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THE PLANTAR REFLEX IN EPILEPSY, WITH SPECIAL REFERENCE TO THE BABINSKI PHENOMENON.

J. M. KENISTON, M.D.
JAMA. 1903;XL(12):756-762. doi:10.1001/jama.1903.92490120001001b.
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There is a wide diversity of opinion among writers and observers as to the nature and variety of the reflexes in epilepsy with brief, if any, allusion to the plantar reflex, which apparently either escaped observation or was not recorded until within a comparatively recent period. I find no reference to the subject by Gray or Dercum. Dana1 says: "Immediately after the attack there is a temporary exhaustive paralysis with loss of knee-jerk." Hare2 says: "Reflexes are decreased or lost in epilepsy immediately after an attack." Osler3 states that "after the attack the reflexes are sometimes absent; more frequently they are increased and the ankle clonus can generally be obtained." Strümpell4 says: "The cutaneous reflexes are still suspended directly after an attack; but the tendon reflexes are generally somewhat exaggerated, although sometimes they are diminished or absent."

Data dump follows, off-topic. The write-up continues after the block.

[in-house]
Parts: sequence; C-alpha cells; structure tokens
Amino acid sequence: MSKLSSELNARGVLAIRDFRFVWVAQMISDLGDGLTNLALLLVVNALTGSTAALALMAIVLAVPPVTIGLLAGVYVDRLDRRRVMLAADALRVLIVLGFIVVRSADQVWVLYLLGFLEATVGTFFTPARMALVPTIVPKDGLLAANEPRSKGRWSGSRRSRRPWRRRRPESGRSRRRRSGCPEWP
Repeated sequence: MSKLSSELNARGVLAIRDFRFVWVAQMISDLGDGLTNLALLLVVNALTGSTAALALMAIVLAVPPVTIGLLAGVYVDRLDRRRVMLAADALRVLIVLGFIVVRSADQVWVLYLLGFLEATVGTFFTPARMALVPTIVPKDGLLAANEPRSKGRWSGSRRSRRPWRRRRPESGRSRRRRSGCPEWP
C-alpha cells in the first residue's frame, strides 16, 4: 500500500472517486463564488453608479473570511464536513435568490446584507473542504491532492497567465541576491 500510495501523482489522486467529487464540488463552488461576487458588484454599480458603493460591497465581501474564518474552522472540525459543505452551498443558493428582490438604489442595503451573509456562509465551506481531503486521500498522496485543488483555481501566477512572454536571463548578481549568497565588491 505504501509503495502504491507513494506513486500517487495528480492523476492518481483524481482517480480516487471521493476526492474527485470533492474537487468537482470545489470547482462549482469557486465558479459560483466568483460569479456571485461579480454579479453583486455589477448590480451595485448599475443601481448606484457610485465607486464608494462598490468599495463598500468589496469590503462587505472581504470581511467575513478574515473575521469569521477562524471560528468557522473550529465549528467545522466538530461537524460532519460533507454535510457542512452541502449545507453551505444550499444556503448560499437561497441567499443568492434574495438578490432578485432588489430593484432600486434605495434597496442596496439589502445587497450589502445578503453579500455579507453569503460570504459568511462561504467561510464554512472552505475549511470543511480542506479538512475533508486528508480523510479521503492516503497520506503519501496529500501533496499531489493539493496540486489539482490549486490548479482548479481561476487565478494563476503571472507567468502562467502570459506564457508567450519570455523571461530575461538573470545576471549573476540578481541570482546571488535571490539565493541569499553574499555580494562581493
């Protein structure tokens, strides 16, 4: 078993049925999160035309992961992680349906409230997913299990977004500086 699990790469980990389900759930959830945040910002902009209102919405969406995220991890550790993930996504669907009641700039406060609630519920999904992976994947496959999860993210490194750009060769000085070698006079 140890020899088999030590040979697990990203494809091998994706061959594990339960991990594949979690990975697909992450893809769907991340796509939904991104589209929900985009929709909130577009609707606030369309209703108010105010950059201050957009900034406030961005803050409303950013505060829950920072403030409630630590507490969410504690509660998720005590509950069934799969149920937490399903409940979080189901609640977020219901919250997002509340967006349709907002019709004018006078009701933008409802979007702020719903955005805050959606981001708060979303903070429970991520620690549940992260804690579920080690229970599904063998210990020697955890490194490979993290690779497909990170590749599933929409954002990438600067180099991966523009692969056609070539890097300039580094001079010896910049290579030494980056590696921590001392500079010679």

Gowers5 states that "for a few seconds after a severe fit reflex action

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